Surging Covid-19 cases pushed three more California counties into the most restrictive tier on the state’s tracking system Tuesday, causing some school districts to put their plans to reopen on pause.
Sacramento, San Diego and Stanislaus counties moved from “red” status, or Tier 2, to “purple” status, or Tier 1, after Covid-19 cases in the counties increased over two weeks. Schools ready offering in-person instruction in those counties can continue to do so, but they must increase Covid-19 testing for staff, according to state guidance. But moving to purple can keep schools closed that are currently teaching children remotely, at least until the rate of infections decrease.
In Sacramento County three small districts now can not follow through with plans to reopen for in-person instruction this month unless they get a waiver — River Delta Unified, a K-12 district of 2,040 students; Galt Joint Union Elementary School District, a district of 3,546 students; and Elverta Joint Elementary School District, a K-8 district of 300 students.
Two large districts — Natomas Unified and Elk Grove Unified — had more tentative plans to reopen if Covid-19 infection rates went down. Elk Grove Unified, the fifth largest district in the state, had announced it would reopen campuses for pre-K to third grades student on Nov. 17, but only if the county was in the Tier 3, or orange status. Being in Tier 3 means that there is moderate spread of the virus in the county. Natomas Unified officials also wanted to reopen some of their schools in November, but only if infection rates dropped.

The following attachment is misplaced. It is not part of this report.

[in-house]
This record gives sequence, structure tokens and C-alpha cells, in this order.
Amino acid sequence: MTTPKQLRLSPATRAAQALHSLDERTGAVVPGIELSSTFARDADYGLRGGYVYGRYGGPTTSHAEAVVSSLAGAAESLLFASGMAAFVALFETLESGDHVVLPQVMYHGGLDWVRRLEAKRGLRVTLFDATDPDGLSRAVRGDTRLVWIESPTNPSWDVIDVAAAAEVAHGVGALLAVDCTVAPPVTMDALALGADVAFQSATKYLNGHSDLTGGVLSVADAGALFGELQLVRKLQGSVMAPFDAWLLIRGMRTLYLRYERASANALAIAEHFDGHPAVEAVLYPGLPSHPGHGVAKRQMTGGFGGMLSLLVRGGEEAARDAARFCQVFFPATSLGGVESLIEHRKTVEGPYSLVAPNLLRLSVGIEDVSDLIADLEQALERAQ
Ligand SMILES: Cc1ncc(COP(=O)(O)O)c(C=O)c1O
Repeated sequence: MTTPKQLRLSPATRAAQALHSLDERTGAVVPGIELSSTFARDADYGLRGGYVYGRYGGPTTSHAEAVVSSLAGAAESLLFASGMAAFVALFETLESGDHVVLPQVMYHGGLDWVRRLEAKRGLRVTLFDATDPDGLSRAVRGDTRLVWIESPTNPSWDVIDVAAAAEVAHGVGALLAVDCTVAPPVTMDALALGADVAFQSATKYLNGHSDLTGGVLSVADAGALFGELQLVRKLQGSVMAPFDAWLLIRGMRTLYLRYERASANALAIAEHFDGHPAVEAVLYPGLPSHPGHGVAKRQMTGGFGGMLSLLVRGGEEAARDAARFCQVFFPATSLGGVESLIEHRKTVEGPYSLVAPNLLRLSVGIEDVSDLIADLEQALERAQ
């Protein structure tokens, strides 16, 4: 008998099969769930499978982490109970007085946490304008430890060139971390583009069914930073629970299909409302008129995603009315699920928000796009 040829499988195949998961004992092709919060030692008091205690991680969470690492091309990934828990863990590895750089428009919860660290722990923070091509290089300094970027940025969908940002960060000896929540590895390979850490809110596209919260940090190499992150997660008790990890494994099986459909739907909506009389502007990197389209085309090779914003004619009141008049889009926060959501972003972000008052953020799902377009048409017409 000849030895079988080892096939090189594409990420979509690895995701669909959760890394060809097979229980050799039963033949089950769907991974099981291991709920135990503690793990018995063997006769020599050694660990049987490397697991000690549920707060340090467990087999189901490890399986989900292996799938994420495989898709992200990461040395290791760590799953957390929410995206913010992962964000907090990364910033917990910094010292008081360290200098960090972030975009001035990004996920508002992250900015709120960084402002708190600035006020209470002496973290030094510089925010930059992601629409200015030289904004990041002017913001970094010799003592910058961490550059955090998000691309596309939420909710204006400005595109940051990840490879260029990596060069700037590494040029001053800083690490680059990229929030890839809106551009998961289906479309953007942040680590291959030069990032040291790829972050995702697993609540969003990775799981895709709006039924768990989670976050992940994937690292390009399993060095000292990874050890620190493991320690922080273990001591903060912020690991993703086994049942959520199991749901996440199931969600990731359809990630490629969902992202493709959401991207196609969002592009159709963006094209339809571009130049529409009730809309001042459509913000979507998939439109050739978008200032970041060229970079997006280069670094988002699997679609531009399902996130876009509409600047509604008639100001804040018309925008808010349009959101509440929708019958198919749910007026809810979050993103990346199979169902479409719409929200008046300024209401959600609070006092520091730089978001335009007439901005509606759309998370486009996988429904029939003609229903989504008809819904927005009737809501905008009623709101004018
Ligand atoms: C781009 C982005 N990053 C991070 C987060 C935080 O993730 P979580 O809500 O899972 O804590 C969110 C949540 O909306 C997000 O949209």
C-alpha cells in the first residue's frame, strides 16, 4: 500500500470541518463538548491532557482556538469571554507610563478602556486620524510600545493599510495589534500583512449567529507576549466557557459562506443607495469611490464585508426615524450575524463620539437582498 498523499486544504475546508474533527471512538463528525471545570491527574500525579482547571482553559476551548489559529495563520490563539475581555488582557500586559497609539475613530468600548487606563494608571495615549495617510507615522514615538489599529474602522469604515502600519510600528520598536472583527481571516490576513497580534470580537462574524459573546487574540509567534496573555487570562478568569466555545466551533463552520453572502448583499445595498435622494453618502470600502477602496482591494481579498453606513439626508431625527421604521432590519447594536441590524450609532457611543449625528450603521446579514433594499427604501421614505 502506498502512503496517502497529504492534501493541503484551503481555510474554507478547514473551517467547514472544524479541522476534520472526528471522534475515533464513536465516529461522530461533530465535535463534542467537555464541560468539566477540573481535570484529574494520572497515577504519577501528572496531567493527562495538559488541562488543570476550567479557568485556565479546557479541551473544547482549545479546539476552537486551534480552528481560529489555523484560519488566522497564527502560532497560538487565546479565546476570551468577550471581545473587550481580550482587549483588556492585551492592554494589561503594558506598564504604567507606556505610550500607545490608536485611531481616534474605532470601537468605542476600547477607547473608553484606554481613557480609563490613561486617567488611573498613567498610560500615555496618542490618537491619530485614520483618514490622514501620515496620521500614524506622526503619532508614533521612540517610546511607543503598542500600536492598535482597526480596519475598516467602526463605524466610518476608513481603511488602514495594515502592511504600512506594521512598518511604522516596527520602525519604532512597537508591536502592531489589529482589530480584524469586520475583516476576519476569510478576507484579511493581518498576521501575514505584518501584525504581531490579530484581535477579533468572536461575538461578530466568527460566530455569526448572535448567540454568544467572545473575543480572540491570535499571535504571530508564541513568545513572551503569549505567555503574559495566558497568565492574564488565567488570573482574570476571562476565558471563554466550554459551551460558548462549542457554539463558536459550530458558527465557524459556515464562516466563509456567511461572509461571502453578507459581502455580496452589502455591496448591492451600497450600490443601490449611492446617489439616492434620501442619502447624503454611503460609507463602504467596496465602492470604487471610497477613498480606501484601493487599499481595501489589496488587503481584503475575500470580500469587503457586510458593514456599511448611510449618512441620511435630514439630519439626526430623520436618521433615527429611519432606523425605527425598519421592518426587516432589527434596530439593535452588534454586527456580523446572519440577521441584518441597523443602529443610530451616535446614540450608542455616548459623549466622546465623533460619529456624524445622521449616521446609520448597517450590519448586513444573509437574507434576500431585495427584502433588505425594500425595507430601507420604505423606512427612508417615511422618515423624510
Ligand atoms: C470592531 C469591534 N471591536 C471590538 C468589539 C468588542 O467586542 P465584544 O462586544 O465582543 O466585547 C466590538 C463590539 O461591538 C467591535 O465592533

As a result of state guidelines announced by Gov. Gavin Newsom earlier this summer, districts can still reopen elementary schools for in-person instruction if they receive waivers from the county department of health, said Sacramento County Superintendent Dave Gordon. Waivers only cover K-6 students, even in California schools that include other grades, according to the California Department of Health.
“Districts all have paid very close attention and worked with public health officials,” Gordon said. “We have a good relationship with Sacramento Public Health. My guess is they would meet the criteria that public health has set forward.”
However, so far mostly private schools have been granted waivers to reopen in Sacramento County.
Two of the county’s school districts reopened their campuses this week — just the day before Sacramento County moved into the more restrictive “purple” status, and thus are allowed to stay open. Arcohe Union Elementary School District, a one-school K-8 district of 457 students; and Folsom Cordova Unified School District, which has 20,605 students, both opened Monday.